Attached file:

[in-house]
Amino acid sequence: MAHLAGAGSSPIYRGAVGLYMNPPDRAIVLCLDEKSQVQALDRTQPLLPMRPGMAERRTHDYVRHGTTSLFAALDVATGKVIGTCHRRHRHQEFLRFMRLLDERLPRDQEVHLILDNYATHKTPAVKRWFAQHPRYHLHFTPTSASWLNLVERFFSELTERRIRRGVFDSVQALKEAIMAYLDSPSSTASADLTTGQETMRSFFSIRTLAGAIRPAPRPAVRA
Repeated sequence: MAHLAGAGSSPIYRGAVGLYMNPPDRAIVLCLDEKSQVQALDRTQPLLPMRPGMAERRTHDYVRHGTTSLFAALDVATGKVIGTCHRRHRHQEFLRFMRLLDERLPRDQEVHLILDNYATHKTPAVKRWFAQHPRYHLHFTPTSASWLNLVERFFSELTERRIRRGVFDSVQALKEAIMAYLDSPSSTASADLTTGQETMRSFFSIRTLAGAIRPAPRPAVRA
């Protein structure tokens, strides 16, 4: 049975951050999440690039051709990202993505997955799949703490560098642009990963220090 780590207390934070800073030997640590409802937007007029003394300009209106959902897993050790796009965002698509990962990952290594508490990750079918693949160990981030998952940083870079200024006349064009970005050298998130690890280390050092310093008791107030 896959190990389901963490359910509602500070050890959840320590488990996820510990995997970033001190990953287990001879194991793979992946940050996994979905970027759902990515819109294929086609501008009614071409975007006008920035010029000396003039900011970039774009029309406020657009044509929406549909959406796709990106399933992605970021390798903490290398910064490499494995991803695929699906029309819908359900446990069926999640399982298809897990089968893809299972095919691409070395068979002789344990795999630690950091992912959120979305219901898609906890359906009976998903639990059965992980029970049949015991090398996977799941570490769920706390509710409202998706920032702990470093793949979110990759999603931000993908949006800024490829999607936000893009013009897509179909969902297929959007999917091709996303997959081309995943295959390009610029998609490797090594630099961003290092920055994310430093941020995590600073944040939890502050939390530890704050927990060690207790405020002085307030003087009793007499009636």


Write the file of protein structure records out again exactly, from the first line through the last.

[in-house]
Amino acid sequence: MAHLAGAGSSPIYRGAVGLYMNPPDRAIVLCLDEKSQVQALDRTQPLLPMRPGMAERRTHDYVRHGTTSLFAALDVATGKVIGTCHRRHRHQEFLRFMRLLDERLPRDQEVHLILDNYATHKTPAVKRWFAQHPRYHLHFTPTSASWLNLVERFFSELTERRIRRGVFDSVQALKEAIMAYLDSPSSTASADLTTGQETMRSFFSIRTLAGAIRPAPRPAVRA
Repeated sequence: MAHLAGAGSSPIYRGAVGLYMNPPDRAIVLCLDEKSQVQALDRTQPLLPMRPGMAERRTHDYVRHGTTSLFAALDVATGKVIGTCHRRHRHQEFLRFMRLLDERLPRDQEVHLILDNYATHKTPAVKRWFAQHPRYHLHFTPTSASWLNLVERFFSELTERRIRRGVFDSVQALKEAIMAYLDSPSSTASADLTTGQETMRSFFSIRTLAGAIRPAPRPAVRA
């Protein structure tokens, strides 16, 4: 049975951050999440690039051709990202993505997955799949703490560098642009990963220090 780590207390934070800073030997640590409802937007007029003394300009209106959902897993050790796009965002698509990962990952290594508490990750079918693949160990981030998952940083870079200024006349064009970005050298998130690890280390050092310093008791107030 896959190990389901963490359910509602500070050890959840320590488990996820510990995997970033001190990953287990001879194991793979992946940050996994979905970027759902990515819109294929086609501008009614071409975007006008920035010029000396003039900011970039774009029309406020657009044509929406549909959406796709990106399933992605970021390798903490290398910064490499494995991803695929699906029309819908359900446990069926999640399982298809897990089968893809299972095919691409070395068979002789344990795999630690950091992912959120979305219901898609906890359906009976998903639990059965992980029970049949015991090398996977799941570490769920706390509710409202998706920032702990470093793949979110990759999603931000993908949006800024490829999607936000893009013009897509179909969902297929959007999917091709996303997959081309995943295959390009610029998609490797090594630099961003290092920055994310430093941020995590600073944040939890502050939390530890704050927990060690207790405020002085307030003087009793007499009636």